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  • Writer's pictureEfthimios Sifounios

The Pythagorean beliefs

Updated: Jan 28, 2023

The Pythagorean beliefs were a set of religious and philosophical ideas developed by the ancient Greek philosopher Pythagoras and his followers. These beliefs centered around the idea that numbers and mathematical relationships were the keys to understanding the nature of the universe and the soul. The Pythagoreans believed in the concept of metempsychosis, or the transmigration of souls, and that the soul could achieve a state of spiritual enlightenment through a process of purification and contemplation of mathematical truths. They also believed in the existence of cosmic order and harmony, which they called the "music of the spheres." These beliefs had a significant influence on the development of Western philosophy and science.




Pythagoras and his followers believed in the concept of metempsychosis, the idea that the soul is immortal and passes through a series of lives, possibly in different forms. They believed that the soul could become "purified" through living a virtuous life and that by contemplating mathematical truths and contemplating on the inner essence of things, one could achieve a state of spiritual enlightenment and union with the divine. Pythagoreans were also known for their belief in the idea of the "music of the spheres", which holds that the movements of celestial bodies make a kind of music, and the harmony in the universe is reflected in the principles of mathematics. They believed that the universe was made up of numbers and that the properties of numbers, such as harmony and proportion, were the key to understanding the nature of the universe. Pythagoreanism also had a strong influence on ethics, they believed in the importance of living a virtuous life, and that virtues are closely related to numbers, for example, the idea of the "golden mean", which is the middle point between the two extremes, is seen as the virtue of moderation.




In terms of society, the Pythagoreans were known for their tight-knit community, in which members were expected to follow strict rules, such as not eating meat, not stealing, and not lying. They also had a strong emphasis on education and the pursuit of knowledge and were known for their contributions to mathematics, science, and philosophy. Overall, Pythagorean beliefs had a significant influence on the development of Western thought, and many of the ideas developed by Pythagoras and his followers continue to be studied and debated by scholars today.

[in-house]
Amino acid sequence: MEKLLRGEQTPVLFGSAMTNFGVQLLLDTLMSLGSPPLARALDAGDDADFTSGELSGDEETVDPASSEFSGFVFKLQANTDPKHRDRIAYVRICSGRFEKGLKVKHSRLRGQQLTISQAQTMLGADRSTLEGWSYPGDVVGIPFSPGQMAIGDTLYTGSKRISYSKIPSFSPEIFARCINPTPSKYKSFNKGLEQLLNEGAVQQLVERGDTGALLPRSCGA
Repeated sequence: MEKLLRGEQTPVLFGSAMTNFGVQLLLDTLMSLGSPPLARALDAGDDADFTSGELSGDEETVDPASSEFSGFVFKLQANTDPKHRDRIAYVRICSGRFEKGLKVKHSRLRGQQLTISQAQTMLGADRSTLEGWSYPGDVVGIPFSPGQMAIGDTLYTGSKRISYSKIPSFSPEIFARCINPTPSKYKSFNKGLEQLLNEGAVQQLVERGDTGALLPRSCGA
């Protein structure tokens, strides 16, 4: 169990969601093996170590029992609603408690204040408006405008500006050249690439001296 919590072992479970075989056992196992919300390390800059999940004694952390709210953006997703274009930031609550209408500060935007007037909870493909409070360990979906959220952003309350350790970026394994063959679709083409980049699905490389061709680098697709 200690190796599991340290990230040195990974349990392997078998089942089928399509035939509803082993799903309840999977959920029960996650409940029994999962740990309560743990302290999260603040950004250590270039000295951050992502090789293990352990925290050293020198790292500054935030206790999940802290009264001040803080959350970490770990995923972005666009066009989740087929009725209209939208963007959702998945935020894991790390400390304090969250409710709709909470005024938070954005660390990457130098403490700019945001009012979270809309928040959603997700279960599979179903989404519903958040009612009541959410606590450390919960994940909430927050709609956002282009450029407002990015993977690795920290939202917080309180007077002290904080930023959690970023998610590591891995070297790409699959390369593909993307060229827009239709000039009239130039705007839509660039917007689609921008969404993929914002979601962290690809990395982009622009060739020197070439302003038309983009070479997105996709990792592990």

Pythagorean society was known for being a tight-knit community, in which members were expected to follow strict rules and live according to a certain code of ethics. This community was known as the "Pythagorean brotherhood" or "Pythagorean society". Members of this society were expected to live a virtuous life and to pursue knowledge and understanding through the study of mathematics and philosophy. In terms of the soul, the Pythagoreans believed that the soul is immortal and passes through a series of lives, possibly in different forms. They believed that the soul could become "purified" through living a virtuous life and that by contemplating mathematical truths and contemplating on the inner essence of things, one could achieve a state of spiritual enlightenment and union with the divine.

The Pythagoreans also believed that the soul is connected to the body and that the soul is what animates the body, they also believed that the soul is connected to the universe and that the soul can only be at peace if it is in harmony with the universe. The Pythagorean society was also seen as a way to achieve the purification of the soul, the members were expected to follow strict rules, such as not eating meat, not stealing, and not lying, and these rules were seen as a way to achieve a virtuous life and to purify the soul. Overall, the Pythagorean society was a community of individuals who shared similar beliefs about the soul, the universe, and the importance of living a virtuous life. They believed that by following these beliefs, one could achieve spiritual enlightenment and union with the divine, and society was seen as a way to support and encourage this pursuit.


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